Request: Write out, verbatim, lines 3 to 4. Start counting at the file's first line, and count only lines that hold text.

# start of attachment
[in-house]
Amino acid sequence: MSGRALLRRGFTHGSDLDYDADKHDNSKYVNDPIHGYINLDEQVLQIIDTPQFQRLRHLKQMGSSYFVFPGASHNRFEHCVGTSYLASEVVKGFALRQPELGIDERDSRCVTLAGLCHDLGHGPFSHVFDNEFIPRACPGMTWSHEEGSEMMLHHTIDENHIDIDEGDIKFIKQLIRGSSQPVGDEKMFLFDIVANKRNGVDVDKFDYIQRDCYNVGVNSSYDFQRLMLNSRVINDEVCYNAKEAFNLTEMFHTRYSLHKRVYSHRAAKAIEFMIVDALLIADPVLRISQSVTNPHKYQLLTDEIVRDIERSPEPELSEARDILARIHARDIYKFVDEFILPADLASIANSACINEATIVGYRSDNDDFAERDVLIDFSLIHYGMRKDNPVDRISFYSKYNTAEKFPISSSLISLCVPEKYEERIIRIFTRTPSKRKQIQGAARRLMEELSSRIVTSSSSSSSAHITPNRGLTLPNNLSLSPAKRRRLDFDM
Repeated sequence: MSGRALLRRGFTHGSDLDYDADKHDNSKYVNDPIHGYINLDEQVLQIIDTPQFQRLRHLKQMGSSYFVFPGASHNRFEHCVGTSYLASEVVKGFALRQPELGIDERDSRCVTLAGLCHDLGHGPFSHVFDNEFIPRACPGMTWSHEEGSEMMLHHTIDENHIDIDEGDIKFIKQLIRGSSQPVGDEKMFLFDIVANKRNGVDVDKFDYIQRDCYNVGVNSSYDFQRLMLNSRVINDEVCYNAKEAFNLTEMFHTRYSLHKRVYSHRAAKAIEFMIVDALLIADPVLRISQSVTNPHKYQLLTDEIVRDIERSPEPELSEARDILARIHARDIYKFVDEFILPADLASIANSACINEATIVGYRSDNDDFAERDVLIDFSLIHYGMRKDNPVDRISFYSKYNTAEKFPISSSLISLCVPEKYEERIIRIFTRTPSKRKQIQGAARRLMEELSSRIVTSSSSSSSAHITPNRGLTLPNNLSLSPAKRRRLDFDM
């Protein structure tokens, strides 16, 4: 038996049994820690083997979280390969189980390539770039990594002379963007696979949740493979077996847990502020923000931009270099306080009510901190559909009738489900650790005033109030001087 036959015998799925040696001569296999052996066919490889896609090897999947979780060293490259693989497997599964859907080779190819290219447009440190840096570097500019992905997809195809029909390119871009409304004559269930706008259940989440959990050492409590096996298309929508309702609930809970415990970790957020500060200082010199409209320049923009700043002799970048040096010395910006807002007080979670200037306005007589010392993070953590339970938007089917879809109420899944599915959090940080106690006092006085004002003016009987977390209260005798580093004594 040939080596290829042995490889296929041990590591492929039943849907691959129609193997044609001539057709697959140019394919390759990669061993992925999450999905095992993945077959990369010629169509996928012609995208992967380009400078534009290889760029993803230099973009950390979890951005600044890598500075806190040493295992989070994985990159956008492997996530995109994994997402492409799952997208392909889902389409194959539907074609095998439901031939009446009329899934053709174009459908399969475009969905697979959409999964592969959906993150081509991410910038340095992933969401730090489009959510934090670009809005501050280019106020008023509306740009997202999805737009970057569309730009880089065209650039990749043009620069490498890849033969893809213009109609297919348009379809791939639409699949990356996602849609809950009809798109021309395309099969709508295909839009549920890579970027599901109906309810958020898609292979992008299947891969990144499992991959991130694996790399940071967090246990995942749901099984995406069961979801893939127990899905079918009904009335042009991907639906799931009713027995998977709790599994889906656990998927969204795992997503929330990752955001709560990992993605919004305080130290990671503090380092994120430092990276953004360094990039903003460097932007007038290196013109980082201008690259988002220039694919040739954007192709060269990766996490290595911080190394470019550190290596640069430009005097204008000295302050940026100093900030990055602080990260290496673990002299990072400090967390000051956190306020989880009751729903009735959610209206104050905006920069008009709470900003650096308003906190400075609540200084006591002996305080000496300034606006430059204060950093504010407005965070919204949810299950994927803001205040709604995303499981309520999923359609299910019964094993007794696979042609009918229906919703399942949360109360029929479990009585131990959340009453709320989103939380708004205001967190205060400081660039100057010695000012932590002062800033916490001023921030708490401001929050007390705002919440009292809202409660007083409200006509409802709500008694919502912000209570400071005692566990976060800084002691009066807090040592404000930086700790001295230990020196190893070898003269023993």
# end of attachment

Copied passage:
Repeated sequence: MSGRALLRRGFTHGSDLDYDADKHDNSKYVNDPIHGYINLDEQVLQIIDTPQFQRLRHLKQMGSSYFVFPGASHNRFEHCVGTSYLASEVVKGFALRQPELGIDERDSRCVTLAGLCHDLGHGPFSHVFDNEFIPRACPGMTWSHEEGSEMMLHHTIDENHIDIDEGDIKFIKQLIRGSSQPVGDEKMFLFDIVANKRNGVDVDKFDYIQRDCYNVGVNSSYDFQRLMLNSRVINDEVCYNAKEAFNLTEMFHTRYSLHKRVYSHRAAKAIEFMIVDALLIADPVLRISQSVTNPHKYQLLTDEIVRDIERSPEPELSEARDILARIHARDIYKFVDEFILPADLASIANSACINEATIVGYRSDNDDFAERDVLIDFSLIHYGMRKDNPVDRISFYSKYNTAEKFPISSSLISLCVPEKYEERIIRIFTRTPSKRKQIQGAARRLMEELSSRIVTSSSSSSSAHITPNRGLTLPNNLSLSPAKRRRLDFDM
């Protein structure tokens, strides 16, 4: 038996049994820690083997979280390969189980390539770039990594002379963007696979949740493979077996847990502020923000931009270099306080009510901190559909009738489900650790005033109030001087 036959015998799925040696001569296999052996066919490889896609090897999947979780060293490259693989497997599964859907080779190819290219447009440190840096570097500019992905997809195809029909390119871009409304004559269930706008259940989440959990050492409590096996298309929508309702609930809970415990970790957020500060200082010199409209320049923009700043002799970048040096010395910006807002007080979670200037306005007589010392993070953590339970938007089917879809109420899944599915959090940080106690006092006085004002003016009987977390209260005798580093004594 040939080596290829042995490889296929041990590591492929039943849907691959129609193997044609001539057709697959140019394919390759990669061993992925999450999905095992993945077959990369010629169509996928012609995208992967380009400078534009290889760029993803230099973009950390979890951005600044890598500075806190040493295992989070994985990159956008492997996530995109994994997402492409799952997208392909889902389409194959539907074609095998439901031939009446009329899934053709174009459908399969475009969905697979959409999964592969959906993150081509991410910038340095992933969401730090489009959510934090670009809005501050280019106020008023509306740009997202999805737009970057569309730009880089065209650039990749043009620069490498890849033969893809213009109609297919348009379809791939639409699949990356996602849609809950009809798109021309395309099969709508295909839009549920890579970027599901109906309810958020898609292979992008299947891969990144499992991959991130694996790399940071967090246990995942749901099984995406069961979801893939127990899905079918009904009335042009991907639906799931009713027995998977709790599994889906656990998927969204795992997503929330990752955001709560990992993605919004305080130290990671503090380092994120430092990276953004360094990039903003460097932007007038290196013109980082201008690259988002220039694919040739954007192709060269990766996490290595911080190394470019550190290596640069430009005097204008000295302050940026100093900030990055602080990260290496673990002299990072400090967390000051956190306020989880009751729903009735959610209206104050905006920069008009709470900003650096308003906190400075609540200084006591002996305080000496300034606006430059204060950093504010407005965070919204949810299950994927803001205040709604995303499981309520999923359609299910019964094993007794696979042609009918229906919703399942949360109360029929479990009585131990959340009453709320989103939380708004205001967190205060400081660039100057010695000012932590002062800033916490001023921030708490401001929050007390705002919440009292809202409660007083409200006509409802709500008694919502912000209570400071005692566990976060800084002691009066807090040592404000930086700790001295230990020196190893070898003269023993």